Berlin - FIFA is proposing January/February and November/December in 2022 as possible dates for the Qatar World Cup, the ruling football body said on Monday.
FIFA said in a statement that the dates were offered at the first meeting in Zurich of a special task force dealing with the international match calendar 2018-2024.
FIFA said that the tournament must be played in 2022. Qatar's original plan to stage the event at the traditional June/July slot is widely opposed because of the intense summer heat at the time.
As a result, FIFA has invited all stakeholders to help search for alternative dates, with January/February and November/December now put forward for discussion.
However, with the Pyeonchang Winter Olympics to open on February 9 - and FIFA boss Joseph Blatter reportedly having assured Olympic supremo Thomas Bach that the events won't clash - a November/December slot could be likelier for the World Cup.
A winter World Cup will disrupt the season in key European leagues and continental events such as the Champions League in mid-season for around two months - and also lead to a changed calendar the season before and after the World Cup.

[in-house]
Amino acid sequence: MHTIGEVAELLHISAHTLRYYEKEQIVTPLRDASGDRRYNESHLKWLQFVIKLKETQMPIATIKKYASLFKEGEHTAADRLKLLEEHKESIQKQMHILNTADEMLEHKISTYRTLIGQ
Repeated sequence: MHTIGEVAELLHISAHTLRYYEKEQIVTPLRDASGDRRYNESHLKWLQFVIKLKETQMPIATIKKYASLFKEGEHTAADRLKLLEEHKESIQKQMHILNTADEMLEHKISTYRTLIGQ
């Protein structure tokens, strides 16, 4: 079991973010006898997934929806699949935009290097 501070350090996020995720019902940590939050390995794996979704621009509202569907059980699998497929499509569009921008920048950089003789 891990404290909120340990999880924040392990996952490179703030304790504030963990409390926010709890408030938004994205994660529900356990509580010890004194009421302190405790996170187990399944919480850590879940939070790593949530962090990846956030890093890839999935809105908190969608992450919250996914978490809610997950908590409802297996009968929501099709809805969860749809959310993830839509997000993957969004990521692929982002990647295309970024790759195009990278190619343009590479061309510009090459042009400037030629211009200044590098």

Monday's meeting was attended by representatives from FIFA, clubs, leagues, players' unions and Qatar organizing committee chiefHassan Al Thawadi.
FIFA said the "participants were presented with information on the implications of staging the event in winter as opposed to summer, as proposed by the FIFA Executive Committee."
Further talks are set for later in the year and early 2015 before the FIFA executive committee is to reach a decision in March 2015.
"As the FIFA Executive Committee has emphasised, the consultation process should not be rushed but instead be given the necessary time to consider all of the elements relevant for a decision," meeting chairman Sheikh Salman Bin Ebrahim Al Khalifa, a FIFA execitive committee member and Asian football supremo, said.
"We have made progress at today's meeting and will continue to work together to find the best solution for football."